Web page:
As a way of easing our way back into regular blogging, let’s take a quick look at what Michael Ruse has been up to. This was posted at HuffPo on October 28:
Neither I nor the well-known philosopher Philip Kitcher believes in the existence of God or in the claims of the major (or minor) religions. I don’t know how he would describe himself, but I say I am an agnostic or skeptic. In truth, when it comes to the basic claims of Christianity and the others, I am an atheist.
Yet both Kitcher and I persist in trying to make a space for people who are religious, in the sense that we both want to accord them some kind of intellectual integrity and the justified possibility of holding to the beliefs that they do. It is not that we don’t want to argue with religious people — we do — but that at the end of the day we want to be able to say that our differences are the differences of reasonable people rather than of one reasonable side faced with stupidity and worse on the other.
I’m sure the world’s religious are simply delighted they have Ruse on the case, fighting for their intellectual integrity. I suspect they were unaware of their need for his services. The phrasing of this paragraph is revealing. It suggests both that currently there is not a space for people who are religious and that his efforts to create one have so far been unsuccessful.
The basis for this post is Kitcher’s recent paper, “Militant Modern Atheism,” published in The Journal of Applied Philosophy. The paper deserves serious consideration, but Ruse has helpfully provided a summary. Picking up from where the last paragraph left off:
We differ in that whereas I am prepared to let people believe without much qualification in the truth of such claims as the creation, the resurrection and eternal life, Kitcher wants to restrict the grounds for such belief to the moral or ethical value that is conferred by belief in such claims. He thinks that modern science negates all of the normal truth claims of religion, whereas I think that it is possible for religion to make (potential) truth claims even given modern science. (Emphasis added).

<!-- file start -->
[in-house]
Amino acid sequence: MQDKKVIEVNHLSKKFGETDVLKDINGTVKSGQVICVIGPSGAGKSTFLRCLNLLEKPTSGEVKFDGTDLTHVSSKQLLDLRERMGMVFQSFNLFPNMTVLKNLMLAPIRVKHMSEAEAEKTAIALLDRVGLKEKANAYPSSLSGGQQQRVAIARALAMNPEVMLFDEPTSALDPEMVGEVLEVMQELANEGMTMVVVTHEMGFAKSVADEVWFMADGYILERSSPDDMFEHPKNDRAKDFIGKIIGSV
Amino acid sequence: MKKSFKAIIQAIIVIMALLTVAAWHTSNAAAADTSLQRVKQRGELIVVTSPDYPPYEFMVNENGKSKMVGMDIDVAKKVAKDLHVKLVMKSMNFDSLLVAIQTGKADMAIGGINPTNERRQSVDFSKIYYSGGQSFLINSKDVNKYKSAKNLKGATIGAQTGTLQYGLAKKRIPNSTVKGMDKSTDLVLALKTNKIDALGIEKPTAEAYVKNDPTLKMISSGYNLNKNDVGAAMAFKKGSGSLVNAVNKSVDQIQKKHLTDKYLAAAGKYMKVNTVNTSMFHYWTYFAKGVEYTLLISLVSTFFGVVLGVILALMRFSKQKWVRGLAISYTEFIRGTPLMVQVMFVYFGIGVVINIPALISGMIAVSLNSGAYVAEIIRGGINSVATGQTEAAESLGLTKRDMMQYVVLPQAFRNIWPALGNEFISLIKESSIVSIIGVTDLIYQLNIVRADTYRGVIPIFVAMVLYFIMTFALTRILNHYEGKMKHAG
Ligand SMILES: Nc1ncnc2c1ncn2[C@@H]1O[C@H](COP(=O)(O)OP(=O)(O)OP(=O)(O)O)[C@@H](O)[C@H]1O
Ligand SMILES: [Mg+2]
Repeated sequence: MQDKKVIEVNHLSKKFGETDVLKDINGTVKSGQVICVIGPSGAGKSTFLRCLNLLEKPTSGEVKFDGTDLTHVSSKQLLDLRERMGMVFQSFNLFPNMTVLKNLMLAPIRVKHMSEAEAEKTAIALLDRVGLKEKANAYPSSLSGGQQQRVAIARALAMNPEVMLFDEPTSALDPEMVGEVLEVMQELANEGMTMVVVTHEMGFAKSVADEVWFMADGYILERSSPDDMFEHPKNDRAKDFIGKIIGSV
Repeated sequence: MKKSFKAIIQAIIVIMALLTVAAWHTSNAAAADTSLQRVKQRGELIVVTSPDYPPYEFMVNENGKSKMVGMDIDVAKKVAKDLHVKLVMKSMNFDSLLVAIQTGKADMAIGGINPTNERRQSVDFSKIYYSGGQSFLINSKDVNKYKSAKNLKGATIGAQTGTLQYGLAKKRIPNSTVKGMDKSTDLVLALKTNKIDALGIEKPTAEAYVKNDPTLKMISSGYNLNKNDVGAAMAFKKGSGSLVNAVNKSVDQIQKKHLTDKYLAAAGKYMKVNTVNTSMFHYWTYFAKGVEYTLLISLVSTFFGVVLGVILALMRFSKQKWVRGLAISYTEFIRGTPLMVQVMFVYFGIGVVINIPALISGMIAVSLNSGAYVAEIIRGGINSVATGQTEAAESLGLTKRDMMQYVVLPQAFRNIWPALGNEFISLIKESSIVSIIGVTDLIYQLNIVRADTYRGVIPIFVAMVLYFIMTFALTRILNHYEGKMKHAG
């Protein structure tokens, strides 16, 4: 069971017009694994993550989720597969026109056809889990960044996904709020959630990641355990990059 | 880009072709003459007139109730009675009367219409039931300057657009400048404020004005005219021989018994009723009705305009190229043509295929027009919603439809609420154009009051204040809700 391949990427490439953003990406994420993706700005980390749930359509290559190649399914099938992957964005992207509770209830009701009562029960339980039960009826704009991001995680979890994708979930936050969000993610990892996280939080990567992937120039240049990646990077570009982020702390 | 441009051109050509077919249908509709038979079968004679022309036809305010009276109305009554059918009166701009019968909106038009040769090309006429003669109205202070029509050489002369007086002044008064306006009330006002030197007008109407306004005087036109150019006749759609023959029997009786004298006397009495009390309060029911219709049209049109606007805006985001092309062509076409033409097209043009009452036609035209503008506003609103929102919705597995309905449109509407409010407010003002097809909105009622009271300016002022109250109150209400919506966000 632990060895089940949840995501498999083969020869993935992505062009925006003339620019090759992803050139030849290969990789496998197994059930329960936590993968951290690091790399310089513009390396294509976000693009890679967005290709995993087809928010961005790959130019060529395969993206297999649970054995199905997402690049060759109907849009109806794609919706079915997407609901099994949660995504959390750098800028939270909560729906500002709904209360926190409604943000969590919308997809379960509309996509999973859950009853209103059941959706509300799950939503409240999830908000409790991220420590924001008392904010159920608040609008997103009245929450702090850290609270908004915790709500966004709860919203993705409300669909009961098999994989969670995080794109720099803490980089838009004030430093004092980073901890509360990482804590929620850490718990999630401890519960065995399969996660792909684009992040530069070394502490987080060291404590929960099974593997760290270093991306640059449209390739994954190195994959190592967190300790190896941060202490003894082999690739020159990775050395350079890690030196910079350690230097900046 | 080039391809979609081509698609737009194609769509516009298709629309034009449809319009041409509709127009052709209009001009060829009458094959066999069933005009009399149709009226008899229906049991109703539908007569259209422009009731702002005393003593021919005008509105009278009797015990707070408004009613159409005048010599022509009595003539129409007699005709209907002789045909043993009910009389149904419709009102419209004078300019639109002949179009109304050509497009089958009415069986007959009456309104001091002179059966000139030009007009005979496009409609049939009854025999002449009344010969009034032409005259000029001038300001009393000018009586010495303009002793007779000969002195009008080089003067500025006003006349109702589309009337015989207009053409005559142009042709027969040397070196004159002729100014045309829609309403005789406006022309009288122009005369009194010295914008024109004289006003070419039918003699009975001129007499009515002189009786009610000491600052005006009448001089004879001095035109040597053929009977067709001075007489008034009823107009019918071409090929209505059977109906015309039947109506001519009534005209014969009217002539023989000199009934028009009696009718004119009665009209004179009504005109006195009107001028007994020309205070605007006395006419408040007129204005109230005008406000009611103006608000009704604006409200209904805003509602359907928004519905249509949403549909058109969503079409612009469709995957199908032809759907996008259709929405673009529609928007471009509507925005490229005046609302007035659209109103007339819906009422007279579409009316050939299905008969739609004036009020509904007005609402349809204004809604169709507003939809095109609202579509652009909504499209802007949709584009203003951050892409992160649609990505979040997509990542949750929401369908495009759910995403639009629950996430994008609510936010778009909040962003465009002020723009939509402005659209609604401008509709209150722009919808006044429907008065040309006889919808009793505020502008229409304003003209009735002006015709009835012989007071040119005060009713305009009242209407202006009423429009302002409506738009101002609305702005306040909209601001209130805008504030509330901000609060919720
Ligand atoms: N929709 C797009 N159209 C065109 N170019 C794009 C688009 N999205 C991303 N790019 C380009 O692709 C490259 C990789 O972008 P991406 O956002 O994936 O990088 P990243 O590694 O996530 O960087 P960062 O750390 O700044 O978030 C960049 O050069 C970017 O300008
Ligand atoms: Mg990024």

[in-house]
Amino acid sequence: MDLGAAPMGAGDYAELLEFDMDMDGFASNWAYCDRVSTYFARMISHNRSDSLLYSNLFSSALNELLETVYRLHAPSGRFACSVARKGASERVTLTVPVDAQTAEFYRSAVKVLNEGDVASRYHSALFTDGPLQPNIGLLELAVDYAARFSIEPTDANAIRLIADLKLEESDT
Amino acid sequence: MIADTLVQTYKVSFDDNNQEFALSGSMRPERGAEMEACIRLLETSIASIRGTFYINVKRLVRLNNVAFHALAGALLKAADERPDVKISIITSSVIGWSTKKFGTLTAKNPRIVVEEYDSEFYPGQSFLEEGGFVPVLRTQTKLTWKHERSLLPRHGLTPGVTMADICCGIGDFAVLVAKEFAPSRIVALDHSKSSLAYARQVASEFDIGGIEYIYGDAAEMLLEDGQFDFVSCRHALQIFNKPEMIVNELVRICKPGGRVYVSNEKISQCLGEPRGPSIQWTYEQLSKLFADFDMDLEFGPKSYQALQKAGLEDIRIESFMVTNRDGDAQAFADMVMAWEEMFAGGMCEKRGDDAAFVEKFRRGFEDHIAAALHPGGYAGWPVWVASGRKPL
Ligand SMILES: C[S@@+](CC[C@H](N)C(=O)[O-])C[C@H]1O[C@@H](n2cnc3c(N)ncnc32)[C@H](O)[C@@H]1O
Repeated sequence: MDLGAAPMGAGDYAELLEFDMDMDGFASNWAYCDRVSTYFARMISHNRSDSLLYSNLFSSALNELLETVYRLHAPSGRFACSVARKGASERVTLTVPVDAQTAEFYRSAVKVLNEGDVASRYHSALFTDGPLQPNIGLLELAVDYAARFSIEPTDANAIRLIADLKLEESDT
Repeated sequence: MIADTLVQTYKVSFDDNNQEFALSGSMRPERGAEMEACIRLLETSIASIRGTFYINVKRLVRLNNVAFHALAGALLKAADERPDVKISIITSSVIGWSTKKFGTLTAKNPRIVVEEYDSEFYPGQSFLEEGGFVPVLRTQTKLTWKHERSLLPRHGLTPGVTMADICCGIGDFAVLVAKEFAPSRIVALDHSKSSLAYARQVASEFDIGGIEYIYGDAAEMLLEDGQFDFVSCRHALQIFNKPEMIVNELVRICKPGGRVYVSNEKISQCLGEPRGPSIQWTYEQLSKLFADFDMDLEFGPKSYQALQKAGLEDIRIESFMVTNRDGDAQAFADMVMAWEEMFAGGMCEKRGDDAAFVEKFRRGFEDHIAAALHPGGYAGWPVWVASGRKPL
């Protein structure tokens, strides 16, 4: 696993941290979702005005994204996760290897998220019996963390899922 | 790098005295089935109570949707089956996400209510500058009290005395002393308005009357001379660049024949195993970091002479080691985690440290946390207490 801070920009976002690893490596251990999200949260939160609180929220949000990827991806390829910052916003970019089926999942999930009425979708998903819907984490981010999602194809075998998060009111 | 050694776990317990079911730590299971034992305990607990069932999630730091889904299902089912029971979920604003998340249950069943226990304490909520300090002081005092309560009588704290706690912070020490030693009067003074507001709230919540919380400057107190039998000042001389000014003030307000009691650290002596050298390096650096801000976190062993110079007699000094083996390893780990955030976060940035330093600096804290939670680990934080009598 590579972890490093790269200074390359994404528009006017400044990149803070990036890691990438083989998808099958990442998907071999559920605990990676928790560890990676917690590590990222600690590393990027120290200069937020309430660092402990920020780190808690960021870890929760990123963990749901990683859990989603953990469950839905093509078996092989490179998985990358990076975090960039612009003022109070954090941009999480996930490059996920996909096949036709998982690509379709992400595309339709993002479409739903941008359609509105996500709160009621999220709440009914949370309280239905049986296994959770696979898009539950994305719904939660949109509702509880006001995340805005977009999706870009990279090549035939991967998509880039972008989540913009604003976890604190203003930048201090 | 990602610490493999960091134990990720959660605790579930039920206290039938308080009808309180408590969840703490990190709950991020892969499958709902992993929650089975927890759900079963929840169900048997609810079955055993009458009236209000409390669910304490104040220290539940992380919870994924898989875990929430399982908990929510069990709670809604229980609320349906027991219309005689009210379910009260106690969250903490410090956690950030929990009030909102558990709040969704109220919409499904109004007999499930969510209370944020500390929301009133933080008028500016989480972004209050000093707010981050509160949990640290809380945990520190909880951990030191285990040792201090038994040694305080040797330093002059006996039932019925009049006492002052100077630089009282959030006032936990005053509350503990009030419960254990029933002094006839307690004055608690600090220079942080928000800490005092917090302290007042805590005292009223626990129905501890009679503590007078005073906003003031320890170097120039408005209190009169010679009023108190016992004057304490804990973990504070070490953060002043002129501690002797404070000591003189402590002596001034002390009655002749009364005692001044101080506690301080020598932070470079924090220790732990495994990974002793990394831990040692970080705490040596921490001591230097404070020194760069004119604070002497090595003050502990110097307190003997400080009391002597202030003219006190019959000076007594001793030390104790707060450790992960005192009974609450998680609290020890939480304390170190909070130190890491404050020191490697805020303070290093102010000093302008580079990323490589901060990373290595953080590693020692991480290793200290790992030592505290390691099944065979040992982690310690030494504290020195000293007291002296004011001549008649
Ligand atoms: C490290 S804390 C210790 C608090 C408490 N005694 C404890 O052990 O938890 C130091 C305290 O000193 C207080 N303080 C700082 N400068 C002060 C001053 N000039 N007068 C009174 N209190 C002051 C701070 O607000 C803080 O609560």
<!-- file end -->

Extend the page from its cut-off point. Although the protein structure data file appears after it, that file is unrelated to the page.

That boldface line is highly significant. Kitcher argues, more forcefully even than RIchard Dawkins, that modern science has rendered many traditional religious claims implausible to the point of unbelievability. But since he then graciously allows the religious to take inspiration from their holy texts, even while being forced to concede their falsity as history, Ruse includes him among those trying to make space for religion.
But Kitcher, as I read him, is doing no such thing. He is basically saying that religion must simply retreat from huge swaths of territory it formerly claimed. If it is content to live on the tiny island that remains then it may continue to exist. As Ruse himself argues, quite correctly in my view, most religious folks will not be happy with Kitcher’s proposed reconciliation.
Moving on, I certainly can’t let this go by:
Why do we bother? Why not simply join up with the New Atheists (Kitcher calls them the “militant modern atheists”) and have done with it? Well, again I cannot speak for Kitcher, but I do so because I think New Atheism is somewhere socially between “not helpful” and “disastrous to the point of immorality.” We all agree that today we face what we take to be a vile set of cultural claims about the immorality of homosexuality and women’s equality and abortion and much more and that this is a set promoted by people who take a particular literalist reading of the Bible. The question is how we should fight this?
Vigorously criticizing religion is now immoral? Charming. The “not helpful” part I get, even though I do not agree. But Ruse never bothers to explain how it could be immoral. And it is precisely this sort of overheated rhetoric that makes it so difficult to take him seriously on this issue.